While Zuma claims that Zondo and the judiciary are biased against him, the reality seems to be the opposite. His comments about the ‘wealthy classes’ getting a fairer shake ring true, but there is no doubt, at least with regard to legal costs, that many of South Africa’s top lawyers have made handsome incomes from the cases. by Zuma.
Although Zuma was not involved in any of the State Capture Inquiry’s Constitutional Court cases, it is clear, as Madlanga’s comment and Mogoeng’s directive suggest, the judges were careful not to send the former president directly in prison, despite his obvious failure to adhere to the court order, without hearing his point of view.
Zuma claimed he was being treated unfairly, but the Constitutional Court criticized Zondo for not taking a harsher line on the former president, suggesting he was treated unequally compared to a average citizen – treated with children’s gloves because of his status.
Zuma is playing a political game with a judicial process. He recently questioned the foundations of constitutional democracy in South Africa, suggesting that the judiciary should not exercise any control over the executive.
In his letter on Wednesday, Zuma suggested that his potential conviction could advance the fight to diminish the judiciary, the only arm of the South African state that has called him to account during his ruinous reign, while being careful not to step on other levels’ toes. .
Zuma’s letter read: “As stated above, I am ready to become a prisoner of the Constitutional Court and as I cannot appeal or review what I consider to be a flagrant irregularity, my imprisonment would become the ground on which the future struggles for a judicial system itself as a servant of the Constitution and of the people rather than as an instrument to advance dominant political discourses, ”he said.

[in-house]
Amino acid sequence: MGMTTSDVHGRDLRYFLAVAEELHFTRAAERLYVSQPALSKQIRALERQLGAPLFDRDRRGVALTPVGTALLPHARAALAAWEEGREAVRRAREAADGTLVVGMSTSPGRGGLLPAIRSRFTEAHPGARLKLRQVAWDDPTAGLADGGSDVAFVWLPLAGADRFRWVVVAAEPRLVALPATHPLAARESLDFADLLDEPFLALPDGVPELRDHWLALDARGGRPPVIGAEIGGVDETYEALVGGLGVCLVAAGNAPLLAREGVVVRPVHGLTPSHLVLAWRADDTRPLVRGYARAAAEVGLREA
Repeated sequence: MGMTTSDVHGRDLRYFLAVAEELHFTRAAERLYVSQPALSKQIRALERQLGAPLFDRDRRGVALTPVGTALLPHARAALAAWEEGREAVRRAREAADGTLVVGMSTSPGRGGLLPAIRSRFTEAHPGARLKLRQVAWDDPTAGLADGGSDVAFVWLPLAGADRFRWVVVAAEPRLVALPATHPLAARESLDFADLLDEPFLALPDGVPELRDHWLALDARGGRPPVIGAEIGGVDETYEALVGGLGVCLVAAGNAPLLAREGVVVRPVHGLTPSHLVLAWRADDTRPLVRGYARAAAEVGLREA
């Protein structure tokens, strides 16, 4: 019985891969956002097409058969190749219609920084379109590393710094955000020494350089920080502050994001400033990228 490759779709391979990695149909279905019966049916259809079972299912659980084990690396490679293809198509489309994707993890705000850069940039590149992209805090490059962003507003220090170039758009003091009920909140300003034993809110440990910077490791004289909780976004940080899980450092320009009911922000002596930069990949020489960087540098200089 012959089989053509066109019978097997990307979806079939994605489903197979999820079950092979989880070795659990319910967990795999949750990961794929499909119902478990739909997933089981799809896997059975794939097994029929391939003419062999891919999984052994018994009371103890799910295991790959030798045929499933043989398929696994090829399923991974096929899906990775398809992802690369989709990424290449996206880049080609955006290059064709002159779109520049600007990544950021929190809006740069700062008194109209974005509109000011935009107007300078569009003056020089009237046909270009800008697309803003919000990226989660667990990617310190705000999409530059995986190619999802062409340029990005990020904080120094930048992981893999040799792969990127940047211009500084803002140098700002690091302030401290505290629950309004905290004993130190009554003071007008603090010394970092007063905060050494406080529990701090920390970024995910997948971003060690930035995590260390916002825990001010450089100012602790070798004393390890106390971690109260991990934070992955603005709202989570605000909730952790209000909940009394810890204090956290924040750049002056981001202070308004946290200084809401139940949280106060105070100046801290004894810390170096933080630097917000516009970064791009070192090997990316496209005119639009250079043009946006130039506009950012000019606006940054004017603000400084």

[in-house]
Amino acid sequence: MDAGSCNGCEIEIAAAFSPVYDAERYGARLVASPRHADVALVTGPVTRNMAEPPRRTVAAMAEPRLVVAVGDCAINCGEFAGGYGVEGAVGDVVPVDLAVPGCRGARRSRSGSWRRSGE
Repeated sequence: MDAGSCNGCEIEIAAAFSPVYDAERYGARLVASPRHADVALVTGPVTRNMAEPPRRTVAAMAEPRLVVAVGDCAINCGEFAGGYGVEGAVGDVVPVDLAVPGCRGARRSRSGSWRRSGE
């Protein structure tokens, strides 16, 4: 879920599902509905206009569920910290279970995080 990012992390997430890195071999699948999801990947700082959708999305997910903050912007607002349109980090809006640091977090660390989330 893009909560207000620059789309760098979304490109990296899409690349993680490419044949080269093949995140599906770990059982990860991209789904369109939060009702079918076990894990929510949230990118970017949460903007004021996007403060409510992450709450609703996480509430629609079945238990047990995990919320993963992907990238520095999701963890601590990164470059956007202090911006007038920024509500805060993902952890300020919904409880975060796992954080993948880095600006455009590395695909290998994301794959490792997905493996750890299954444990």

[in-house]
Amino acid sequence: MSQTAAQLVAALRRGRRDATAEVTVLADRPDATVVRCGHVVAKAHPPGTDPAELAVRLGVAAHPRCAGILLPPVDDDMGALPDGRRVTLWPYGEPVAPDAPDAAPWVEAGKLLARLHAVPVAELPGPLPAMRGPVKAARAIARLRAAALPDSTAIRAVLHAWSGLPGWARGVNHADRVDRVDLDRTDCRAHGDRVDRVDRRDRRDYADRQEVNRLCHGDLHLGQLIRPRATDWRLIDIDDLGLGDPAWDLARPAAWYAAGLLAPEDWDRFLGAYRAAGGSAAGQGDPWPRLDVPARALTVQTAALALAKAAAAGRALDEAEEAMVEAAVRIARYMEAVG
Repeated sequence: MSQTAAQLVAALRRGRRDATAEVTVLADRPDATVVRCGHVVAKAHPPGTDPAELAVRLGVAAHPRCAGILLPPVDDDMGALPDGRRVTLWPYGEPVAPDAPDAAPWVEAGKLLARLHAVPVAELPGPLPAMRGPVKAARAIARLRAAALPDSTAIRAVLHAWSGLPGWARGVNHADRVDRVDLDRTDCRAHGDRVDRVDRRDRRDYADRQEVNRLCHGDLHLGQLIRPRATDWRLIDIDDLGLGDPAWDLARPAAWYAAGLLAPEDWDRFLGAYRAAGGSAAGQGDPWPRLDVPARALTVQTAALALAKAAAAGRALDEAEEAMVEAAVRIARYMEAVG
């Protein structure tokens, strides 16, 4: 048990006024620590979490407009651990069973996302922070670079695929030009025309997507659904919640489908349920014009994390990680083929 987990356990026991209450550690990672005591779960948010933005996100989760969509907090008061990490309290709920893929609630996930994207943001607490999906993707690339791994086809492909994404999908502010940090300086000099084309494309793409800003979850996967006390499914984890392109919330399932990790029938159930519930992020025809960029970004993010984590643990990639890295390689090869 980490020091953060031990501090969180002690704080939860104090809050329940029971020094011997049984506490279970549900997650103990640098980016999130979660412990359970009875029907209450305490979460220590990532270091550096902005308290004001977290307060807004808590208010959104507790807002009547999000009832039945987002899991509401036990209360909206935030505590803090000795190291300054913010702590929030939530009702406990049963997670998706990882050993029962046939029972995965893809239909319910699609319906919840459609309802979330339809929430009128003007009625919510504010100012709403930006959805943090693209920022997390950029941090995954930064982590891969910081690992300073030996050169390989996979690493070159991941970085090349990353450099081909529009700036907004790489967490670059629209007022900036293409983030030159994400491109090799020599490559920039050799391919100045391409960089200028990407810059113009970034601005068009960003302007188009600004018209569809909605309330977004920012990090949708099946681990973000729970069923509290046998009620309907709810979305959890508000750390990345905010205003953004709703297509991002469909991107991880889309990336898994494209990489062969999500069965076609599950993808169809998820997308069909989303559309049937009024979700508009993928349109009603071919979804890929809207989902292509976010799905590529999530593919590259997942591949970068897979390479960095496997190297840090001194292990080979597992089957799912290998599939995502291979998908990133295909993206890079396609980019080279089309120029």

The former president appears to be trying to push Constitutional Court judges into a corner, suggesting his conviction will lead to social and political unrest. It is a crisis on Zuma’s part as he slanders the judiciary, which will have no other choice but to judge him in absentia.
What happens next? Sentencing someone directly to jail on a civil contempt case seems unprecedented, so Zuma could avoid a direct jail sentence, although his response in court does him no favor.
If Zuma is sent to prison, will his threats of social unrest come true? The former president appears to have at least some support from a coalition of fellow corruption suspects, from Ace Magashule to Julius Malema and their allies and supporters.
There is no indication, however, that any group has or is able to mobilize a mass movement behind Zuma’s current cause. DM
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This notice was published: 2021-04-14 22:04:57